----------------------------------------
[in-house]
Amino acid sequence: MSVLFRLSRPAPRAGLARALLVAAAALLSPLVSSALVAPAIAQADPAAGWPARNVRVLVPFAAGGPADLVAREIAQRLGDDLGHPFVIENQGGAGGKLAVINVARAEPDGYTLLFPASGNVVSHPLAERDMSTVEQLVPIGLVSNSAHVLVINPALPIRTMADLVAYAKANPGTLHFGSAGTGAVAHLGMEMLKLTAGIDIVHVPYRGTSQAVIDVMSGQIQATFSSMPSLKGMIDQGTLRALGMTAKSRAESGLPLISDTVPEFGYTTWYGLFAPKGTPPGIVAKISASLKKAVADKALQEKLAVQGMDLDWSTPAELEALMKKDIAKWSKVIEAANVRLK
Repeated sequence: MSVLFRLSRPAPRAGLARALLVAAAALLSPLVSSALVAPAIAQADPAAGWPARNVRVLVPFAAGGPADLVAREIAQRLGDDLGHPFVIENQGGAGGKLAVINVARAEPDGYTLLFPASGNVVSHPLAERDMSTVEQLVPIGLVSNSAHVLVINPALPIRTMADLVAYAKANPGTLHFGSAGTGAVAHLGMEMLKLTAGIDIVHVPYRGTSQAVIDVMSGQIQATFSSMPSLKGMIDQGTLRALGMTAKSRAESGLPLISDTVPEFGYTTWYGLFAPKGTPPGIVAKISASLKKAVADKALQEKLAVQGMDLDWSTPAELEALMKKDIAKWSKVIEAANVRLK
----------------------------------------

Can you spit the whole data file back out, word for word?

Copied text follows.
[in-house]
Amino acid sequence: MSVLFRLSRPAPRAGLARALLVAAAALLSPLVSSALVAPAIAQADPAAGWPARNVRVLVPFAAGGPADLVAREIAQRLGDDLGHPFVIENQGGAGGKLAVINVARAEPDGYTLLFPASGNVVSHPLAERDMSTVEQLVPIGLVSNSAHVLVINPALPIRTMADLVAYAKANPGTLHFGSAGTGAVAHLGMEMLKLTAGIDIVHVPYRGTSQAVIDVMSGQIQATFSSMPSLKGMIDQGTLRALGMTAKSRAESGLPLISDTVPEFGYTTWYGLFAPKGTPPGIVAKISASLKKAVADKALQEKLAVQGMDLDWSTPAELEALMKKDIAKWSKVIEAANVRLK
Repeated sequence: MSVLFRLSRPAPRAGLARALLVAAAALLSPLVSSALVAPAIAQADPAAGWPARNVRVLVPFAAGGPADLVAREIAQRLGDDLGHPFVIENQGGAGGKLAVINVARAEPDGYTLLFPASGNVVSHPLAERDMSTVEQLVPIGLVSNSAHVLVINPALPIRTMADLVAYAKANPGTLHFGSAGTGAVAHLGMEMLKLTAGIDIVHVPYRGTSQAVIDVMSGQIQATFSSMPSLKGMIDQGTLRALGMTAKSRAESGLPLISDTVPEFGYTTWYGLFAPKGTPPGIVAKISASLKKAVADKALQEKLAVQGMDLDWSTPAELEALMKKDIAKWSKVIEAANVRLK